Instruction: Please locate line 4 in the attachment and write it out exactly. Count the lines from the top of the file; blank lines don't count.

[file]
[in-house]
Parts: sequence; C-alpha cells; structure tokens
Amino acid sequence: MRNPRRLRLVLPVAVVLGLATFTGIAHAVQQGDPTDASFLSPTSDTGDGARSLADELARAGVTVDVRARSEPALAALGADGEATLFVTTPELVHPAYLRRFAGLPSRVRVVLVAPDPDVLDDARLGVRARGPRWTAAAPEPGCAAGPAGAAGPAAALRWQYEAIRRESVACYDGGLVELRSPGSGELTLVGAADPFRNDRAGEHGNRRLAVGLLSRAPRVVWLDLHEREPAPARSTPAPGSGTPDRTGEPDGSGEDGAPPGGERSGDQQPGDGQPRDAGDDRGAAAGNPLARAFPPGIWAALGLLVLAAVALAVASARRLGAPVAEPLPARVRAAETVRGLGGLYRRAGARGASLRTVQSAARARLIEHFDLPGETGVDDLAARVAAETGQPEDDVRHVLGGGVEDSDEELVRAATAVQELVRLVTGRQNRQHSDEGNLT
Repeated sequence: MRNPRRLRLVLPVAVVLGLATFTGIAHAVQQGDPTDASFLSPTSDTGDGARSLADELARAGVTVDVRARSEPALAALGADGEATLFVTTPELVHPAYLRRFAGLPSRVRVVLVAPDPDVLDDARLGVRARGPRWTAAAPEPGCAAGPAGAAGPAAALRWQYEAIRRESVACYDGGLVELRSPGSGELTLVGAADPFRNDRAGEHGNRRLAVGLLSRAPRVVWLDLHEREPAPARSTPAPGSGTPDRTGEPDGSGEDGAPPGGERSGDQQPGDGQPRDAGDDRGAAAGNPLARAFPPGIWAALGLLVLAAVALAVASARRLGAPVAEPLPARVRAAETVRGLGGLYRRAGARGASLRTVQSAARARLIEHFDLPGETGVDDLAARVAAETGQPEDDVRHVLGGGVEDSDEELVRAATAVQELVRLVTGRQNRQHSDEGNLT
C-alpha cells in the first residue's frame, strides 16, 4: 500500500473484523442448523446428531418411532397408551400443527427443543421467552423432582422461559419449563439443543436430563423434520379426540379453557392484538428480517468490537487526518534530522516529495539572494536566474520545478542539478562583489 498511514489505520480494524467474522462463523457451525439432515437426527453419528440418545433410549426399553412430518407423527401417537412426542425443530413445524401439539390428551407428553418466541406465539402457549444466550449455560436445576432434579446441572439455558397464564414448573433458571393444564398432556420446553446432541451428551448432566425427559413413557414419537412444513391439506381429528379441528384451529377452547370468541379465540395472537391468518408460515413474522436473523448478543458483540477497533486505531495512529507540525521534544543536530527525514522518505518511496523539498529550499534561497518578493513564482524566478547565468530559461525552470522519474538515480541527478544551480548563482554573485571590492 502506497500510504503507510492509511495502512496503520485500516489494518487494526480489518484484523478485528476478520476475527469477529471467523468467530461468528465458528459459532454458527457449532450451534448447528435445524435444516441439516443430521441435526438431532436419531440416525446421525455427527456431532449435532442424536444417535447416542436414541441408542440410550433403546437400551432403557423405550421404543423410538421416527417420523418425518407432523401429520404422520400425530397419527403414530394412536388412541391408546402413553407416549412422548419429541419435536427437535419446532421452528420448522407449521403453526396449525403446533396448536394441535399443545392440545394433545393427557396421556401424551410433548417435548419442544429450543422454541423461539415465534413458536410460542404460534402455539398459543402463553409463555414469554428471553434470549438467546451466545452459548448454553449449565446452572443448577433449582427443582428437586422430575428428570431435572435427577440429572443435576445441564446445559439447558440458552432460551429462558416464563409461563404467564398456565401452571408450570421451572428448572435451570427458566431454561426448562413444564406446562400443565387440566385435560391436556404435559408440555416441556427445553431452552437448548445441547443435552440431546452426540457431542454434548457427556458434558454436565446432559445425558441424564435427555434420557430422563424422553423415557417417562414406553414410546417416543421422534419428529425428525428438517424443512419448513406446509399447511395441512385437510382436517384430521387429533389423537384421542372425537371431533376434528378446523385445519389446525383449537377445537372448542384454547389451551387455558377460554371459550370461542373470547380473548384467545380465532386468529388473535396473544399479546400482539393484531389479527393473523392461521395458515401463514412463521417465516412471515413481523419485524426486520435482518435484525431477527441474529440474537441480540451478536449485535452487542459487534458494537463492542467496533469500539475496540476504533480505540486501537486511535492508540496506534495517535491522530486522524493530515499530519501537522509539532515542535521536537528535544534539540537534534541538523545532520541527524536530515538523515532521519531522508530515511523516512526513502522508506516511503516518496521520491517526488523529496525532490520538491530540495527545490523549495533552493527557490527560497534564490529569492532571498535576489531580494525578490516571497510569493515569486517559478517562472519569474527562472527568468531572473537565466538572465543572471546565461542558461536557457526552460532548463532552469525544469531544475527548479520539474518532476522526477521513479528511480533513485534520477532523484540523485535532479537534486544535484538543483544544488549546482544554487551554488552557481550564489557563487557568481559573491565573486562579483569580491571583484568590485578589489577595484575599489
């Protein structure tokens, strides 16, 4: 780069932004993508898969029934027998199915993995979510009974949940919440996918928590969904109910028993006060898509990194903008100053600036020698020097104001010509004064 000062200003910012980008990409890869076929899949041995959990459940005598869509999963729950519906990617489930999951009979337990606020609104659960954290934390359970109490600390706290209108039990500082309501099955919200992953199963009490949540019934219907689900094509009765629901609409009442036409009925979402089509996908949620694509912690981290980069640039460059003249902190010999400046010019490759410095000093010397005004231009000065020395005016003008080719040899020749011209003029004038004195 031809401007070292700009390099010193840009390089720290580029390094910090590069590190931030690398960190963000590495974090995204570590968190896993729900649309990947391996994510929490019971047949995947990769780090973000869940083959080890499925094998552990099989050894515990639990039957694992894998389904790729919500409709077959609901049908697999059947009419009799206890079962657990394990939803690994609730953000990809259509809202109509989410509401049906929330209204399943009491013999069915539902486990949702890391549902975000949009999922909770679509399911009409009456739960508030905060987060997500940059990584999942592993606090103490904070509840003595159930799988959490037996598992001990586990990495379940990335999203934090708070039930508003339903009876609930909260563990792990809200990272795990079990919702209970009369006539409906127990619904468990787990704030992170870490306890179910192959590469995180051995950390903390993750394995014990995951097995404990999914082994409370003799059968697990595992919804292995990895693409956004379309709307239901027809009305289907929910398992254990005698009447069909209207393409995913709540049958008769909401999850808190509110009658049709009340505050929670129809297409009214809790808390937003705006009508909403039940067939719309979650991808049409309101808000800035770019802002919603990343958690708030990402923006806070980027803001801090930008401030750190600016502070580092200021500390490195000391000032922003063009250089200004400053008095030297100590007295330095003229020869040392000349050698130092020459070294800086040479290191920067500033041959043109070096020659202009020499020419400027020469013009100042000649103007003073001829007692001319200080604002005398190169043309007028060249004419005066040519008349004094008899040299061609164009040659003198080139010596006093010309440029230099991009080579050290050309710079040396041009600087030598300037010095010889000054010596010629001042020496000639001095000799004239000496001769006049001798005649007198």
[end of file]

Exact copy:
Repeated sequence: MRNPRRLRLVLPVAVVLGLATFTGIAHAVQQGDPTDASFLSPTSDTGDGARSLADELARAGVTVDVRARSEPALAALGADGEATLFVTTPELVHPAYLRRFAGLPSRVRVVLVAPDPDVLDDARLGVRARGPRWTAAAPEPGCAAGPAGAAGPAAALRWQYEAIRRESVACYDGGLVELRSPGSGELTLVGAADPFRNDRAGEHGNRRLAVGLLSRAPRVVWLDLHEREPAPARSTPAPGSGTPDRTGEPDGSGEDGAPPGGERSGDQQPGDGQPRDAGDDRGAAAGNPLARAFPPGIWAALGLLVLAAVALAVASARRLGAPVAEPLPARVRAAETVRGLGGLYRRAGARGASLRTVQSAARARLIEHFDLPGETGVDDLAARVAAETGQPEDDVRHVLGGGVEDSDEELVRAATAVQELVRLVTGRQNRQHSDEGNLT